In addition to the privileges listed here, if any distinct types are referenced, the developer must have USAGE privileges on the distinct type and *EXECUTE authority on the library where the distinct type resides.
Privileges Required by zSeries Stored Procedure Developers
The development of stored procedures and functions on zSeries is handled by two main groups of users, implementers and definers. The implementer is the user who will be writing the SQL procedure code. The definer is the user who will execute the CREATE PROCEDURE statement to define the SQL procedure in the DB2 subsystem. Normally, the implementer and the definer are the same user. A third group, the invokers, is covered in the user privileges section because it deals with those who actually execute the procedures.
The implementer needs to have the required privileges to perform any SQL statement in the procedurefor example, to update a table, UPDATE privilege is required on the particular table. The implementer also needs the BINDADD privilege to bind the package associated to the procedure. After binding the package, the implementer becomes the package owner. The implementer also needs to grant the EXECUTE privilege to the definer on the package containing the stored procedure.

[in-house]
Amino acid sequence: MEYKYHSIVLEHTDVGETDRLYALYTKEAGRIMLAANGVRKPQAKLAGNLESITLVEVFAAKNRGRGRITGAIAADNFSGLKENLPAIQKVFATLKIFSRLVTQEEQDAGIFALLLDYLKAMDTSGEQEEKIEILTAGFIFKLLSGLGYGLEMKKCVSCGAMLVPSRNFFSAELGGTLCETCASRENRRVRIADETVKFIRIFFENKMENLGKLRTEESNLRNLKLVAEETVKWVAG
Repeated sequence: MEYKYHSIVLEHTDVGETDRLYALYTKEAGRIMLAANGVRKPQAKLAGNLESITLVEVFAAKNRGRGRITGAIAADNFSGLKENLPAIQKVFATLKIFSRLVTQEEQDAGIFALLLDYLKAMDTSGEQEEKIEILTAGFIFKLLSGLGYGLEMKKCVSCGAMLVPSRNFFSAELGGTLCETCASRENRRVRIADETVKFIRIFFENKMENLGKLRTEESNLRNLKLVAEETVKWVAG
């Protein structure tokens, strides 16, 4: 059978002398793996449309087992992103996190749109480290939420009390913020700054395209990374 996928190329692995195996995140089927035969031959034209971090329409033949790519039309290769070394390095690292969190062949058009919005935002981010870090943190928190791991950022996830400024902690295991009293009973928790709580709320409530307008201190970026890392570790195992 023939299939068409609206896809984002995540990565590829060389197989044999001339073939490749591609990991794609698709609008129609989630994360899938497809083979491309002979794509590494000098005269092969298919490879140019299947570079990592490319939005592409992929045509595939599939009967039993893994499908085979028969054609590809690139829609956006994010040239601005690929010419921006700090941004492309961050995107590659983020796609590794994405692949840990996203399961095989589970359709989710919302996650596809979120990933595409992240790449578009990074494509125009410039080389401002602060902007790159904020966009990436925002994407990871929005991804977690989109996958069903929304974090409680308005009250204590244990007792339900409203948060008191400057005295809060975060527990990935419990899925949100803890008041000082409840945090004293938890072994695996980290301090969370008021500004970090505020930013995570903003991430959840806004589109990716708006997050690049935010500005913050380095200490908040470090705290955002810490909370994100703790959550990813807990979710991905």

When the definer issues the CREATE PROCEDURE statement, he becomes the procedure owner. Recall that the definer can execute the procedure because the EXECUTE privilege on the corresponding package is granted by the implementer.
In addition, for dynamic SQL in DB2 for zSeries, two main factors need to be considered: DYNAMICRULES bind/rebind options, and the runtime environment of the package. These are covered in the zSeries specific section at the end of the chapter.
Privileges Required by Users
The other group is the user groupthose users who execute the procedure. The different privileges required in each environment are covered in the following sections.
Privileges Required by LUW Users
Users on LUW need the EXECUTE privilege on the procedure. EXECUTE is a procedure-level privilege that allows the grantee to run the stored procedure. GRANT EXECUTE requires the name of the stored procedure. Examples of granting execute privilege include the following: